Mar 072017
 

Many people do not realize how important an adjustment period for a newly adopted dog is when introduced into the new home. The dog may be coming out of a stressful environment and needs this time to unwind until he realizes that he is in a safe  place. Allowing a dog the time to adjust, observe and study his new environment is one of the first steps of decompression.

Most dogs take an average of two weeks to adjust/decompress, but some may require more time. During this two-week period, your new dog should be kept separate (in a crate or baby-gated room) from all other animals in the house. As the dog’s new “person”, you should be providing only the basics: food and water, safety, shelter, human interaction/bonding and entertainment (walks and playtime). This encourages your new dog to depend on you as the sole-provider and builds a balanced relationship of a bond, trust, and respect to learn to look to you for direction. Once the balanced relationship is built, it will be easier to guide your new dog through difficult situations such as learning to be with the resident dog (if any), and greeting new people.

  • There should be very limited or no other visitors during the two week adjustment period to avoid any confusion, or unsure situations.
  • Take walks around the neighborhood, but avoid meeting all the neighbors.
  • Avoid trips to stores or public places with lots of movement or activities.
  • Do not take your new dog to public off-leash dog parks as you are still learning his personality. Many things can happen at dog parks from conflicts with another dog to being exposed to unknown illnesses.

In addition to helping your newly adopted dog, this two-week adjustment period is also to help your resident dog. Even if your resident dog is “good with all dogs”, bringing in a new dog can upset the established social structure of the home. During these first couple of weeks the crate should be out of sight of your resident dog. It is not a good idea to introduce the dogs behind baby gates or fences. This can lead to barrier frustration and it is not a good first impression. Exchanging their scents on blankets or towels is one way to help them get to know each other without any physical contact.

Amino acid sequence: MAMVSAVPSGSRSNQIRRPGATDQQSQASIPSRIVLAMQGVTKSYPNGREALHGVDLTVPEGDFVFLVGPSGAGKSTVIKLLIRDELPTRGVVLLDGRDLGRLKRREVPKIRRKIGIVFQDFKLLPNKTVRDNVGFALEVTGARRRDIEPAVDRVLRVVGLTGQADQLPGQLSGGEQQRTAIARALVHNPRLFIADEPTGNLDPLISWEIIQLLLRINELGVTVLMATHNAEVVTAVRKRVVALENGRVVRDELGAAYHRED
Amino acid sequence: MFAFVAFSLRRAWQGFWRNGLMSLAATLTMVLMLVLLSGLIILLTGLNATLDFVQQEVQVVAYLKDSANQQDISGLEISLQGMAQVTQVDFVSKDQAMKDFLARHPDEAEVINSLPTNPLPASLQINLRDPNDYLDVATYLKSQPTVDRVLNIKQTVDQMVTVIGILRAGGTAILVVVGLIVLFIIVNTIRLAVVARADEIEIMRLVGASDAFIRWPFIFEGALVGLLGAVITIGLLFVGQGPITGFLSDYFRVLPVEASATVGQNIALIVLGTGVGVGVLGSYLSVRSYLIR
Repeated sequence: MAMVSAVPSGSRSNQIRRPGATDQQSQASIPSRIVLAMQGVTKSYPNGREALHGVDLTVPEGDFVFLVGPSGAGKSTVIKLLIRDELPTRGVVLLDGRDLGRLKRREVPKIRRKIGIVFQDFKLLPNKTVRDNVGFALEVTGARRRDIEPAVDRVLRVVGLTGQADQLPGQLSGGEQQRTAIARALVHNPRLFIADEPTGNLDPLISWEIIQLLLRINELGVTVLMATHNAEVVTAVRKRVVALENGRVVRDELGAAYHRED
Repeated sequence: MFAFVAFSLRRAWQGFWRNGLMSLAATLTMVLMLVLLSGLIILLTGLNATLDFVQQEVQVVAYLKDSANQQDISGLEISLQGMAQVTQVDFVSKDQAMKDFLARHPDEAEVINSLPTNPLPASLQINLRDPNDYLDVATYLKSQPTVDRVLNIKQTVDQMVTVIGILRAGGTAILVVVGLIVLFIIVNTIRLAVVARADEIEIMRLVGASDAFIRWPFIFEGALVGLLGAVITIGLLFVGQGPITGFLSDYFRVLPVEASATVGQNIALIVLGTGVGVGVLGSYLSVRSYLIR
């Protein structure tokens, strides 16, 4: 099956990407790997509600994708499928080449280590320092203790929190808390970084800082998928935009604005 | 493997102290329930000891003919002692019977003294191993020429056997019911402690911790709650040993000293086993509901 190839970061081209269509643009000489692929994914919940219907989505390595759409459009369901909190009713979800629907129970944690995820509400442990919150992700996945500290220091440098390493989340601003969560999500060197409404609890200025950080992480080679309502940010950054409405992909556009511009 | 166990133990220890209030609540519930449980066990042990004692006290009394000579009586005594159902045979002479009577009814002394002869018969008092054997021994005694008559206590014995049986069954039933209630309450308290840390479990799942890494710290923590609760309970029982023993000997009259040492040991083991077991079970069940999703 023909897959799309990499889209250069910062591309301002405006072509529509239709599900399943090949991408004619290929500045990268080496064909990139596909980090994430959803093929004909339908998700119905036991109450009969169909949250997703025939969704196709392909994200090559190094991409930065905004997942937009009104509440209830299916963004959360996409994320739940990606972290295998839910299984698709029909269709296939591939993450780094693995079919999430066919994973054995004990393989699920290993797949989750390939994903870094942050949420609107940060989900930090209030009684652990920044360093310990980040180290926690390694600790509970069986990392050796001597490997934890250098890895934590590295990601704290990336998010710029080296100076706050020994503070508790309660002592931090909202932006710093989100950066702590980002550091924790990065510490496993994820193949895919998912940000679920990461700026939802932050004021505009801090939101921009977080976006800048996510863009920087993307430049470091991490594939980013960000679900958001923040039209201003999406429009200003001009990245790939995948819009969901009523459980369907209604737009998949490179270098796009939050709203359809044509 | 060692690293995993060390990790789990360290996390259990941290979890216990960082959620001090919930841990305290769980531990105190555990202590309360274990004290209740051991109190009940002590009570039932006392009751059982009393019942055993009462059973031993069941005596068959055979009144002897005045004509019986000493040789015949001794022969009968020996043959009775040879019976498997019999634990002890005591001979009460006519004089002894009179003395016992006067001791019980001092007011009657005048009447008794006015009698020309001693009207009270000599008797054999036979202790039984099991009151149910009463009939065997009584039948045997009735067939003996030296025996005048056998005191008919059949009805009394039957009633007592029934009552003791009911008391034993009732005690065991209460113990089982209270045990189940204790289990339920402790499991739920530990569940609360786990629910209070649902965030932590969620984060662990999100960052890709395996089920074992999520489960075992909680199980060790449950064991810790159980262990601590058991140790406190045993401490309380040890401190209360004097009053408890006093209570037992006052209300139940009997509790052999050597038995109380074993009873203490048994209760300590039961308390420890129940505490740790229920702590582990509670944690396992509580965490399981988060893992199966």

When it is time to introduce the dogs, do so in a neutral area. Proceed slowly and calmly. Slow-paced introductions may help prevent any fear-based or aggressive reactions from developing. If bad behaviors are not reigned in from the start, they can become habit and be very hard to change in the future.

Remember, you are using the two-week adjustment/decompression period to build a balanced relationship between you and your new family member. Keep your dog’s world small during this time. Once you feel you have that bond and the dog learns to look towards you for direction, then you can introduce him to the world in small doses.

 

 

Jeri Wagner is a canine behavioral therapist and master trainer. Jeri uses a natural training system leveraging the same communication methods – body language and voice control – that dogs follow as part of their instinctive pack mentality. Training takes place in the home where the problems generally occur. Jeri trains in western Montgomery County, northern Chester County and eastern Berks County. For more information, call 1-877-500 BARK (2275) or visit www.barkbusters.com.

 

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 March 7, 2017  Featured, Training Tip Tuesday

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